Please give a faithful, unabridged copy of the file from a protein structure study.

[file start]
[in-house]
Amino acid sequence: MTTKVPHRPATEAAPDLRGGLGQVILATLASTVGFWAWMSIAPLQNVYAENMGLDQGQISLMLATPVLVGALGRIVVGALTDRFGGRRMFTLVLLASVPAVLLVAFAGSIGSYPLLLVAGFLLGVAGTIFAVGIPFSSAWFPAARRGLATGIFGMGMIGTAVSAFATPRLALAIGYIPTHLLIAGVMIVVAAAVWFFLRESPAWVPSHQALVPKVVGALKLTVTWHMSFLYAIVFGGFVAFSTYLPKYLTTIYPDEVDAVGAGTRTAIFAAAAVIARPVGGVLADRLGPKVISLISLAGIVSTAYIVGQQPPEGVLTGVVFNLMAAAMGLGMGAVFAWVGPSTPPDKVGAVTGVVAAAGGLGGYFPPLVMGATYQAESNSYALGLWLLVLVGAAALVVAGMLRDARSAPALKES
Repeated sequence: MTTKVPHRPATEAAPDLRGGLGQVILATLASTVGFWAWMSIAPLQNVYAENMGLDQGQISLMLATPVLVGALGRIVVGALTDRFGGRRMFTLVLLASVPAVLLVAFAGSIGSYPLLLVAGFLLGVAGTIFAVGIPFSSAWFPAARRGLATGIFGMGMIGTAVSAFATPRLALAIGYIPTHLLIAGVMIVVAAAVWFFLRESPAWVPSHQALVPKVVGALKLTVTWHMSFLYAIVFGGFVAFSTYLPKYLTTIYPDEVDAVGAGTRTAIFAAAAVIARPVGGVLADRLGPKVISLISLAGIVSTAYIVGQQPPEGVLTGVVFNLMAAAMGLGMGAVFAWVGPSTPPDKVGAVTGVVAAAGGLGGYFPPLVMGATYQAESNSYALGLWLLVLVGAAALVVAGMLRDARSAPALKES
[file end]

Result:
[in-house]
Amino acid sequence: MTTKVPHRPATEAAPDLRGGLGQVILATLASTVGFWAWMSIAPLQNVYAENMGLDQGQISLMLATPVLVGALGRIVVGALTDRFGGRRMFTLVLLASVPAVLLVAFAGSIGSYPLLLVAGFLLGVAGTIFAVGIPFSSAWFPAARRGLATGIFGMGMIGTAVSAFATPRLALAIGYIPTHLLIAGVMIVVAAAVWFFLRESPAWVPSHQALVPKVVGALKLTVTWHMSFLYAIVFGGFVAFSTYLPKYLTTIYPDEVDAVGAGTRTAIFAAAAVIARPVGGVLADRLGPKVISLISLAGIVSTAYIVGQQPPEGVLTGVVFNLMAAAMGLGMGAVFAWVGPSTPPDKVGAVTGVVAAAGGLGGYFPPLVMGATYQAESNSYALGLWLLVLVGAAALVVAGMLRDARSAPALKES
Repeated sequence: MTTKVPHRPATEAAPDLRGGLGQVILATLASTVGFWAWMSIAPLQNVYAENMGLDQGQISLMLATPVLVGALGRIVVGALTDRFGGRRMFTLVLLASVPAVLLVAFAGSIGSYPLLLVAGFLLGVAGTIFAVGIPFSSAWFPAARRGLATGIFGMGMIGTAVSAFATPRLALAIGYIPTHLLIAGVMIVVAAAVWFFLRESPAWVPSHQALVPKVVGALKLTVTWHMSFLYAIVFGGFVAFSTYLPKYLTTIYPDEVDAVGAGTRTAIFAAAAVIARPVGGVLADRLGPKVISLISLAGIVSTAYIVGQQPPEGVLTGVVFNLMAAAMGLGMGAVFAWVGPSTPPDKVGAVTGVVAAAGGLGGYFPPLVMGATYQAESNSYALGLWLLVLVGAAALVVAGMLRDARSAPALKES